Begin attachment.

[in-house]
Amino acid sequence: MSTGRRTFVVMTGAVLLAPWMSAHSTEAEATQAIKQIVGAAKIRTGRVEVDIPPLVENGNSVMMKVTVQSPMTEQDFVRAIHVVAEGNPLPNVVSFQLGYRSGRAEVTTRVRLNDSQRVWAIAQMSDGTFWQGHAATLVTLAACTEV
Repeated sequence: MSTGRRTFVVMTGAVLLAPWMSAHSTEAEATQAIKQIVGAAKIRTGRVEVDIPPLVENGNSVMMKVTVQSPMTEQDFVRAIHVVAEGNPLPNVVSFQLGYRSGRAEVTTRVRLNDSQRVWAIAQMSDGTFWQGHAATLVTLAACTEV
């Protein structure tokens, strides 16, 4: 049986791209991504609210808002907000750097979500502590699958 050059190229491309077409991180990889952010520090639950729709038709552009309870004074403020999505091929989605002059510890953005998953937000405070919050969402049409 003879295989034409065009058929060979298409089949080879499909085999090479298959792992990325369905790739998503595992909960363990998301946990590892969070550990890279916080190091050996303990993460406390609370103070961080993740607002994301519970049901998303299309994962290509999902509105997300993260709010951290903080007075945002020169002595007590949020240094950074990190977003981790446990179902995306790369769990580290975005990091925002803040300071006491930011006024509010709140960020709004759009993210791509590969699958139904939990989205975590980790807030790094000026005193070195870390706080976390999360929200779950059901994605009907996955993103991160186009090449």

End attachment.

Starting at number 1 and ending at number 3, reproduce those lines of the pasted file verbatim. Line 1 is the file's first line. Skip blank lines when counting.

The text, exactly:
[in-house]
Amino acid sequence: MSTGRRTFVVMTGAVLLAPWMSAHSTEAEATQAIKQIVGAAKIRTGRVEVDIPPLVENGNSVMMKVTVQSPMTEQDFVRAIHVVAEGNPLPNVVSFQLGYRSGRAEVTTRVRLNDSQRVWAIAQMSDGTFWQGHAATLVTLAACTEV
Repeated sequence: MSTGRRTFVVMTGAVLLAPWMSAHSTEAEATQAIKQIVGAAKIRTGRVEVDIPPLVENGNSVMMKVTVQSPMTEQDFVRAIHVVAEGNPLPNVVSFQLGYRSGRAEVTTRVRLNDSQRVWAIAQMSDGTFWQGHAATLVTLAACTEV